We are to place others ahead of ourselves.  This is the exact opposite of what we are used to.  We often think of ourselves first.  How often don’t we find ourselves pushing in front of others, insisting that things be done in our time and in our way?  Our sinful nature automatically thinks of self first.  This can be seen at a very young age.  If you put two young children in a room full of toys, you can be sure that it won’t be long before both children are grabbing at the same toy and yelling at the top of their lungs, “MINE!”  We are naturally selfish and self-centered.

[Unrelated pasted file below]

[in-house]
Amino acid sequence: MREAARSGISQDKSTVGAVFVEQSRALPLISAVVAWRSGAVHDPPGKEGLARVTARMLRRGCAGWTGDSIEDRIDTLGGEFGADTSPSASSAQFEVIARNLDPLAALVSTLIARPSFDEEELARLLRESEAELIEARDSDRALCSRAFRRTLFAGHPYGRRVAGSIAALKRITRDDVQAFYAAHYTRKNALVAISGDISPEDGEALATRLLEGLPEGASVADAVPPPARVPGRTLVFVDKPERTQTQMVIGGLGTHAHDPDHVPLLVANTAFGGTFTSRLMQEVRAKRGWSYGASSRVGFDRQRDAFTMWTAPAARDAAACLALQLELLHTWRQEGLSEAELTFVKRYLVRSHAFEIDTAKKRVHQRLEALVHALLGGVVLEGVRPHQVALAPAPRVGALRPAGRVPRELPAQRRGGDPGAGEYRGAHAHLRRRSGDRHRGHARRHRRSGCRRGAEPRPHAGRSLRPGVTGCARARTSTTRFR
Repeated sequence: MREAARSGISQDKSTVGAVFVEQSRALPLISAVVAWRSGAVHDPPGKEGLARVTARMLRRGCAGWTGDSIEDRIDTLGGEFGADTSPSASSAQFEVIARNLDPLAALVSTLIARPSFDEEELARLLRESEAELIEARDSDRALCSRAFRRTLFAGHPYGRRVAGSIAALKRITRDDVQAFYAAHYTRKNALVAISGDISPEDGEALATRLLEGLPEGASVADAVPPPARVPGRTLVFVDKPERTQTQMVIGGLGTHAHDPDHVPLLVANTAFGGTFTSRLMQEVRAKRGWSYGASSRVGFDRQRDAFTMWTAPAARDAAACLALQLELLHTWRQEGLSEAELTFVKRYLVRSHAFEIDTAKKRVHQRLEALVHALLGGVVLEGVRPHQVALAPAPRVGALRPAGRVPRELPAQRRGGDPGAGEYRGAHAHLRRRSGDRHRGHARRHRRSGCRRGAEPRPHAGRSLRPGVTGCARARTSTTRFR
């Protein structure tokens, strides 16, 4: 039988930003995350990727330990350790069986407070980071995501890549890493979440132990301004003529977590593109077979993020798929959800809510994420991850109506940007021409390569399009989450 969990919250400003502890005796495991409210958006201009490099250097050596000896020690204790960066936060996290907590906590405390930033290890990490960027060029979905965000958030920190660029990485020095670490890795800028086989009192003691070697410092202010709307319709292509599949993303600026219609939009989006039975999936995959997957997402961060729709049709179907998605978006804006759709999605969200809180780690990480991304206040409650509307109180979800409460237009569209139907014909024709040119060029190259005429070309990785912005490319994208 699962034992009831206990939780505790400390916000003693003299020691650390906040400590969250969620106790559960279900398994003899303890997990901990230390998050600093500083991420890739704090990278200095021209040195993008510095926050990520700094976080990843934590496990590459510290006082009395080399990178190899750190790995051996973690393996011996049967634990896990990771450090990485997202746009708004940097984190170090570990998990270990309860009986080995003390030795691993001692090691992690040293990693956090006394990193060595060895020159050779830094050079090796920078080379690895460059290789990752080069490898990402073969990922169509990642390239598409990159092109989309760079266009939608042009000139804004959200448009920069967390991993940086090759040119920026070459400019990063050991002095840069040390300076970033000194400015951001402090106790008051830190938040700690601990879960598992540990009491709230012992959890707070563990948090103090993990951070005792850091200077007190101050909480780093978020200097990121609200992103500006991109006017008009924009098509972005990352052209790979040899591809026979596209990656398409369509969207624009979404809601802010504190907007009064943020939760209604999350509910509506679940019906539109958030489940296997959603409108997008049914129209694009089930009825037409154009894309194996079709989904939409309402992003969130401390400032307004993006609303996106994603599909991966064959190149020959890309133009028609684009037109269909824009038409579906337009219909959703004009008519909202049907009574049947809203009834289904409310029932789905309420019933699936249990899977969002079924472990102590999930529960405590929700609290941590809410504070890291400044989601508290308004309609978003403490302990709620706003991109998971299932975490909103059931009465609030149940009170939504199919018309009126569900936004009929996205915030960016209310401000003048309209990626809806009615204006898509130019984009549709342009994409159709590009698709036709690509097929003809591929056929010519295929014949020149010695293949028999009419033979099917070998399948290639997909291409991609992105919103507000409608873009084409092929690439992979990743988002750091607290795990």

Yet, Jesus tells us that we are to think of others first.  We are to put ourselves in the service of others.  He gives us the most striking example of service to others when he said, “For even the Son of Man did not come to be served, but to serve, and to give his life as a ransom for many.”  Jesus, as the Son of God, is worthy of all glory and honor.  All creation was made by him.  All mankind owes obedience to him.  Yet, Jesus humbled himself to the point that he was willing to suffer for the sins of all.  He was willing to suffer and die for all people.  He even did this for those who abused him.  Jesus died to pay the debt of sin that all people owed.  The Son of God humbled himself and became the servant of all so that our sins would be forgiven and eternal life would be ours.